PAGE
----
Bah! Humbug! is Perfectly Fine by da-AL

burnt gingermen cookies
Photo courtesy of Getty Images

It’s quite alright to say, “No!” to a holiday. It’s ok to write off an entire season. Sometimes holidays are worthy of looking forward to. Sometimes they’re not.

tray of burnt cookies
Photo courtesy of Getty Images

It’s perfectly fine to ignore the myriad external messages elbowing each other to influence us. People, companies, cultures, they all would love for us to spend, do, and feel exactly as they think we should.

Never mind them. Really. Sometimes some holidays (and/or seasons) are best ignored.

tray of burnt cookies
Photo courtesy of Getty Images

Do whatever works for you. Mark time, survive, thrive. Before you know it, it’ll be holiday-free January.

Photo courtesy Ryan McGuire of Gratisography.com

Whatever any one of us does, we’re never alone. We’re all unique yet all human. Be good to each other. Take good care of yourself!

Photo courtesy Ryan McGuire of Gratisography.com

What do you do when you want to ignore a holiday?

36 thoughts on “Bah! Humbug! is Perfectly Fine by da-AL

  1. This is an awesome post. A lot of holiday traditions I could do without but everyone around me is so engrossed in it!!!! My family and I have an understanding about holidays and spending so that takes a lot of the financial pressure away. Planning a nice stay-cation is one way to ignore it too. 🏕

    Liked by 4 people

  2. Wow. I love this innovative perspective on ignoring certain holidays. After Thanksgiving until after the New Year, I try to avoid eating ALL the cookies, cakes and over-the-top foods…because once I start it’s hard to stop. I also try to avoid buying a million presents for everyone I’ve ever met. It becomes meaningless. Lastly, I never travel far on holiday weekends–the traffic makes me anxious. Instead, I just have quiet time with my husband and we spend time with others on less hectic weekends.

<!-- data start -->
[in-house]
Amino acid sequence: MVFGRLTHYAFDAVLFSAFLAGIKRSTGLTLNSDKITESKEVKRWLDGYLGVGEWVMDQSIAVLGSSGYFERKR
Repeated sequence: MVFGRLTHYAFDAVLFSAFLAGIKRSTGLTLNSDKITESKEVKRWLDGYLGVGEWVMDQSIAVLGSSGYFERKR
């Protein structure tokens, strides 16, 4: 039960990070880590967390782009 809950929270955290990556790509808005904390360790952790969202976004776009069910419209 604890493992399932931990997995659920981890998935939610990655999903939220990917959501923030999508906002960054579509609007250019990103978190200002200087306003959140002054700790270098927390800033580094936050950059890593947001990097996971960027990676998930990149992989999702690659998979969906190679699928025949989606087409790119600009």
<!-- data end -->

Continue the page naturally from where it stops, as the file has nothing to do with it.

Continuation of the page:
Liked by 3 people

  3. Good morning dear da-Al. Let’s separate the chaff from the grain. One thing is to avoid a forced family reunion with obnoxious friends and worse family members and the other thing is to ignore, if you are a believer like I proudly am, a celebration of Jesus Christ’s birth. Yes, Christmas is not just a fat funny man that says ho-ho and brings presents but about the Coming of our Saviour. Merry Christmas to all of your readers.
    Un grosso baccione. Arrivederci!

    Liked by 4 people

  4. I’d eat those cookies anyway! Half the time I don’t know what day it is, so it is easy to miss the “minor” holidays–New Years and Christmas not so easy. I shall wish you Happy Holidays–include what you like–today as I go out to improve the economy this weekend.

    Greg the Great Procrastinator and the gang at the Feline Cafe.

    Liked by 2 people

  5. Burnt cookies are a big tradition around here! Also, latkes that don’t hold together and look more like hash browns, candle wax dripped all over the place, cookie crumbs ground into the carpet, wrapping paper that’s liked better than the gift (as true of some adults as some kids,) unsolicited phone callers rudely interrupting family time, and almost always, a major appliance that decides to go kaput. That’s how we make our own traditions and celebrate around here! LOL!

    Happy Holidays to you, dear friend.

    Liked by 2 people

  6. Wise advice I already follow !! … Whenever possible I say “no” to summer holidays, I take days off at the end of September, the place I go to (mountain) is cooler and less crowded and more beautiful than in the summer days !!

    Liked by 1 person

  7. I like this post 🙂 and I agree, sometimes it’s just whatever works for you. Sometimes (not always) some of us just want to get though the holidays or make the most of them only as best we can. Sometimes I go home, others I go somewhere new, alone and that’s okay too!

    Liked by 1 person

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